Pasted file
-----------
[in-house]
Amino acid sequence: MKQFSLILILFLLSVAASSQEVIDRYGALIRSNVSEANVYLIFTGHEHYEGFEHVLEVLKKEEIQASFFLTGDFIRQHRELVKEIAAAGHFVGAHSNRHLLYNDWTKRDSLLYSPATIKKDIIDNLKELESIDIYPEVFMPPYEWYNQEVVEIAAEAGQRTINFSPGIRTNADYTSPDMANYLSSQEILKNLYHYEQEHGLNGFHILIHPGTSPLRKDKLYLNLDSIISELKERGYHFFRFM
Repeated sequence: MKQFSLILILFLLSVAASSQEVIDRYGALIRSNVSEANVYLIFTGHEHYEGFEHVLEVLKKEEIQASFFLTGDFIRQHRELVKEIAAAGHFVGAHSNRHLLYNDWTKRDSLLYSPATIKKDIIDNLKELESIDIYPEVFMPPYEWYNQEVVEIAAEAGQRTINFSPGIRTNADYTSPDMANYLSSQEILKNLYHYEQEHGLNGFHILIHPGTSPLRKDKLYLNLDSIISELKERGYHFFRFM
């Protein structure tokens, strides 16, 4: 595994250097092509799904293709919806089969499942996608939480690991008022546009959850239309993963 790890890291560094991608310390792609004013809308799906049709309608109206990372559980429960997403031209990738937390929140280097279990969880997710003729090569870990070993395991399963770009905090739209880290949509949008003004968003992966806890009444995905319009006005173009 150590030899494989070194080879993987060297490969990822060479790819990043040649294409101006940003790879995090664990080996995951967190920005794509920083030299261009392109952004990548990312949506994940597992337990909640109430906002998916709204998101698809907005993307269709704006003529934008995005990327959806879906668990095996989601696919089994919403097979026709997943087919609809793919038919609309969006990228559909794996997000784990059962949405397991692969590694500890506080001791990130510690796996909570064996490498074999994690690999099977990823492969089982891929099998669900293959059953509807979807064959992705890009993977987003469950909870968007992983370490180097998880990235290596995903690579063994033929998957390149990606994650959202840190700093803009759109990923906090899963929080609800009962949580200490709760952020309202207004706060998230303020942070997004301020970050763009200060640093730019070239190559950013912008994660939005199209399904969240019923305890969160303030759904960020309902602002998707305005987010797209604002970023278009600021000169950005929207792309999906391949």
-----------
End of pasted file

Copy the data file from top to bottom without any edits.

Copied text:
[in-house]
Amino acid sequence: MKQFSLILILFLLSVAASSQEVIDRYGALIRSNVSEANVYLIFTGHEHYEGFEHVLEVLKKEEIQASFFLTGDFIRQHRELVKEIAAAGHFVGAHSNRHLLYNDWTKRDSLLYSPATIKKDIIDNLKELESIDIYPEVFMPPYEWYNQEVVEIAAEAGQRTINFSPGIRTNADYTSPDMANYLSSQEILKNLYHYEQEHGLNGFHILIHPGTSPLRKDKLYLNLDSIISELKERGYHFFRFM
Repeated sequence: MKQFSLILILFLLSVAASSQEVIDRYGALIRSNVSEANVYLIFTGHEHYEGFEHVLEVLKKEEIQASFFLTGDFIRQHRELVKEIAAAGHFVGAHSNRHLLYNDWTKRDSLLYSPATIKKDIIDNLKELESIDIYPEVFMPPYEWYNQEVVEIAAEAGQRTINFSPGIRTNADYTSPDMANYLSSQEILKNLYHYEQEHGLNGFHILIHPGTSPLRKDKLYLNLDSIISELKERGYHFFRFM
């Protein structure tokens, strides 16, 4: 595994250097092509799904293709919806089969499942996608939480690991008022546009959850239309993963 790890890291560094991608310390792609004013809308799906049709309608109206990372559980429960997403031209990738937390929140280097279990969880997710003729090569870990070993395991399963770009905090739209880290949509949008003004968003992966806890009444995905319009006005173009 150590030899494989070194080879993987060297490969990822060479790819990043040649294409101006940003790879995090664990080996995951967190920005794509920083030299261009392109952004990548990312949506994940597992337990909640109430906002998916709204998101698809907005993307269709704006003529934008995005990327959806879906668990095996989601696919089994919403097979026709997943087919609809793919038919609309969006990228559909794996997000784990059962949405397991692969590694500890506080001791990130510690796996909570064996490498074999994690690999099977990823492969089982891929099998669900293959059953509807979807064959992705890009993977987003469950909870968007992983370490180097998880990235290596995903690579063994033929998957390149990606994650959202840190700093803009759109990923906090899963929080609800009962949580200490709760952020309202207004706060998230303020942070997004301020970050763009200060640093730019070239190559950013912008994660939005199209399904969240019923305890969160303030759904960020309902602002998707305005987010797209604002970023278009600021000169950005929207792309999906391949």